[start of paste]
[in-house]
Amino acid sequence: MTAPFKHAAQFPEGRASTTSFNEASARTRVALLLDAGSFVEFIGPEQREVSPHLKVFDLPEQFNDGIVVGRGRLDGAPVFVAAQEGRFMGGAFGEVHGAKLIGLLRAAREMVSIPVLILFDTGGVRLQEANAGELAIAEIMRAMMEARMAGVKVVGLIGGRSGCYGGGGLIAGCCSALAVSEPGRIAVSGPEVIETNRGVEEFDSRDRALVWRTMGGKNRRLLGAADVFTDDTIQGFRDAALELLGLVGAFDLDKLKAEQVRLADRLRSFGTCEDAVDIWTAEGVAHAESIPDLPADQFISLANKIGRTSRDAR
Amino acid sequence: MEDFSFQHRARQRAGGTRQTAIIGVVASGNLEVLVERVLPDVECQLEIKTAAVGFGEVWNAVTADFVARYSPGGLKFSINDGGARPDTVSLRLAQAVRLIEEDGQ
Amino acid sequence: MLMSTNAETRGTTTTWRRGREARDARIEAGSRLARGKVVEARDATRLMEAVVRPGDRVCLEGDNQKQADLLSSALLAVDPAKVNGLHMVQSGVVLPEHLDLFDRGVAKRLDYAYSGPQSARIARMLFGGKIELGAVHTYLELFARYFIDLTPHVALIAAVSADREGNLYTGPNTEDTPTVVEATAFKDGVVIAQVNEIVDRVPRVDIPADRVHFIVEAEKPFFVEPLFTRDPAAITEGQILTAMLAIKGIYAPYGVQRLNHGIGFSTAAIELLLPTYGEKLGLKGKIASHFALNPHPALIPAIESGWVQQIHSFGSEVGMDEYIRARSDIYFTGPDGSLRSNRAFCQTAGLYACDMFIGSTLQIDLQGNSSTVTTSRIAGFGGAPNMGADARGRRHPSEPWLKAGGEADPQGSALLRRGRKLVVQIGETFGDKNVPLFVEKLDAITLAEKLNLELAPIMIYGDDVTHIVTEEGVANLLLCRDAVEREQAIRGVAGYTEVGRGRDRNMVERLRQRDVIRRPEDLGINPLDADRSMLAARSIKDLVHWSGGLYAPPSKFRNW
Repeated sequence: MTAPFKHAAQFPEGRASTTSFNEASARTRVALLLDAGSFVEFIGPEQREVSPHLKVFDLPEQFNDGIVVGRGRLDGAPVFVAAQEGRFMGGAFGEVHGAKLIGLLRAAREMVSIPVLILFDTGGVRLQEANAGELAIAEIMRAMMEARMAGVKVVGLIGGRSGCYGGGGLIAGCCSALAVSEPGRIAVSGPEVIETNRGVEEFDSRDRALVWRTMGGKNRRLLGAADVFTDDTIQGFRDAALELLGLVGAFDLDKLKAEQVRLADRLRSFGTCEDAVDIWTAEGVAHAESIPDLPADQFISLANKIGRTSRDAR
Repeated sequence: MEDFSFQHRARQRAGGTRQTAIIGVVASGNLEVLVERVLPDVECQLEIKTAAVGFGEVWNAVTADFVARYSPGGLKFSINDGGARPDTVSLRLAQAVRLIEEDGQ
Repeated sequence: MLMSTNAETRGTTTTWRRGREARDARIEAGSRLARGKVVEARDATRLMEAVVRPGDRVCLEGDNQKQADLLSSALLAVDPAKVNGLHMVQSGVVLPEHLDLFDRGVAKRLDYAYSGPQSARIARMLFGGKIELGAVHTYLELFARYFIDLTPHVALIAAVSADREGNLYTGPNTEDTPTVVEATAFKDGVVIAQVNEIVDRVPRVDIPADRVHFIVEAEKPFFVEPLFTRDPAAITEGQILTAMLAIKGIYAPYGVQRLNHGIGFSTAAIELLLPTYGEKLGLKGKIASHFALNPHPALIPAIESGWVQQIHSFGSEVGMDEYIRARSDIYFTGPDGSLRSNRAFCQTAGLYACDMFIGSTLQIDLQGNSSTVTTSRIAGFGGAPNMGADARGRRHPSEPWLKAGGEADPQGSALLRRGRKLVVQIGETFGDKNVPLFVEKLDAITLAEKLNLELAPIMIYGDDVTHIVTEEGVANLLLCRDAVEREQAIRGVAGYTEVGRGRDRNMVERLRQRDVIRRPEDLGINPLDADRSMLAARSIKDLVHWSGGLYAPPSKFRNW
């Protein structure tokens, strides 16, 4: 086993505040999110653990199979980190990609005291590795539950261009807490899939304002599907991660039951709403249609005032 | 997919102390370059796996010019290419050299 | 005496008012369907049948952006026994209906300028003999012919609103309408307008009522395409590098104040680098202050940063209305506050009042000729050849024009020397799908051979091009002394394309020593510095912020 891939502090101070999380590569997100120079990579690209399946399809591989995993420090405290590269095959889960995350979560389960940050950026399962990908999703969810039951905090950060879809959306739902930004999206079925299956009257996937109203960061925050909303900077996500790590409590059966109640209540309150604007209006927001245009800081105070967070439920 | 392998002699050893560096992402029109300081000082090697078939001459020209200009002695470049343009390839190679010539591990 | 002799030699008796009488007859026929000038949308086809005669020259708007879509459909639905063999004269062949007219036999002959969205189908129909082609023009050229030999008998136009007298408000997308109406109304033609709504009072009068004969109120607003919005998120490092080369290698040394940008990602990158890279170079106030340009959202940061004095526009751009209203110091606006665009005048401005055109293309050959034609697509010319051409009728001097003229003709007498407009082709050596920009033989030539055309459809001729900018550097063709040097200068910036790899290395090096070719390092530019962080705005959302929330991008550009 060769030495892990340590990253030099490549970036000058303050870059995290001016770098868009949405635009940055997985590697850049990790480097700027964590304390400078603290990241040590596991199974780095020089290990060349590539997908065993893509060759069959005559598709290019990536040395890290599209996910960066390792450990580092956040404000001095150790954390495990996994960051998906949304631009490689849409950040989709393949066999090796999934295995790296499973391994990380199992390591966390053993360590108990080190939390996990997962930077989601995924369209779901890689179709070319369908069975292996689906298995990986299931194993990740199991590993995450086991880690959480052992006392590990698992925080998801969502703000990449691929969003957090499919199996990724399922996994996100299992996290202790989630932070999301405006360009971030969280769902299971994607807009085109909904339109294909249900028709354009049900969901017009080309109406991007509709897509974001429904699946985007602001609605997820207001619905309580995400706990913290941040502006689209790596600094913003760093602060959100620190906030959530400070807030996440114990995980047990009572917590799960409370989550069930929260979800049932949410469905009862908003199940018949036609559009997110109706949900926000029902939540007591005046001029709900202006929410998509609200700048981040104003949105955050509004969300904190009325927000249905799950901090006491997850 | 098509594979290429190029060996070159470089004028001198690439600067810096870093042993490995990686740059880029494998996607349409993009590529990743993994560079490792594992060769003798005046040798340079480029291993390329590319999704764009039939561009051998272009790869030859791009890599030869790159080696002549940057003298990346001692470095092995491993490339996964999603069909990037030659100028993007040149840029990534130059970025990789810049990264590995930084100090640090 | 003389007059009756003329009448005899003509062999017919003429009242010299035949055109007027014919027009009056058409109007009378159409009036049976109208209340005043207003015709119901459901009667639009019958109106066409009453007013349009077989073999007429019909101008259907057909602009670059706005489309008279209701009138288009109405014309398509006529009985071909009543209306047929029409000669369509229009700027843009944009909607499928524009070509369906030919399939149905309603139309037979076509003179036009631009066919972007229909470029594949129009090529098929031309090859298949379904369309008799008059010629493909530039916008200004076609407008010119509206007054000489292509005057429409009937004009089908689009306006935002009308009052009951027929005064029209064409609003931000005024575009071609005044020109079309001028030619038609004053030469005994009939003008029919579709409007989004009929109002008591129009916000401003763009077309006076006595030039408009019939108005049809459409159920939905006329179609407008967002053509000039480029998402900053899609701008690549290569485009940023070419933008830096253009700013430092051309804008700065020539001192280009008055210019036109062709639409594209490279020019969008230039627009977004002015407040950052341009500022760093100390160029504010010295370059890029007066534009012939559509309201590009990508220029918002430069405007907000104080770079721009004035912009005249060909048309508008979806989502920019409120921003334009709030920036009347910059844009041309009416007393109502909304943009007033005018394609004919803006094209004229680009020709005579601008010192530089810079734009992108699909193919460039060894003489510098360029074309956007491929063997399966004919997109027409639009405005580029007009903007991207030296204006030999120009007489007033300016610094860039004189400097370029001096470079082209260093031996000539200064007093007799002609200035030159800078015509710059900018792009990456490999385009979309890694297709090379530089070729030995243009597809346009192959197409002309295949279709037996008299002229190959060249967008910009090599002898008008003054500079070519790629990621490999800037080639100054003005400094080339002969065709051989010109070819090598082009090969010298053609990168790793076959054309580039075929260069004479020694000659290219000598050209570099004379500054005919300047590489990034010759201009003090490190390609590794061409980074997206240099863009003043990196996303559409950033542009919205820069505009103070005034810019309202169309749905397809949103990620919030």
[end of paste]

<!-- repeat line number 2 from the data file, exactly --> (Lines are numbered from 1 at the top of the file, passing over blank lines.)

Amino acid sequence: MTAPFKHAAQFPEGRASTTSFNEASARTRVALLLDAGSFVEFIGPEQREVSPHLKVFDLPEQFNDGIVVGRGRLDGAPVFVAAQEGRFMGGAFGEVHGAKLIGLLRAAREMVSIPVLILFDTGGVRLQEANAGELAIAEIMRAMMEARMAGVKVVGLIGGRSGCYGGGGLIAGCCSALAVSEPGRIAVSGPEVIETNRGVEEFDSRDRALVWRTMGGKNRRLLGAADVFTDDTIQGFRDAALELLGLVGAFDLDKLKAEQVRLADRLRSFGTCEDAVDIWTAEGVAHAESIPDLPADQFISLANKIGRTSRDAR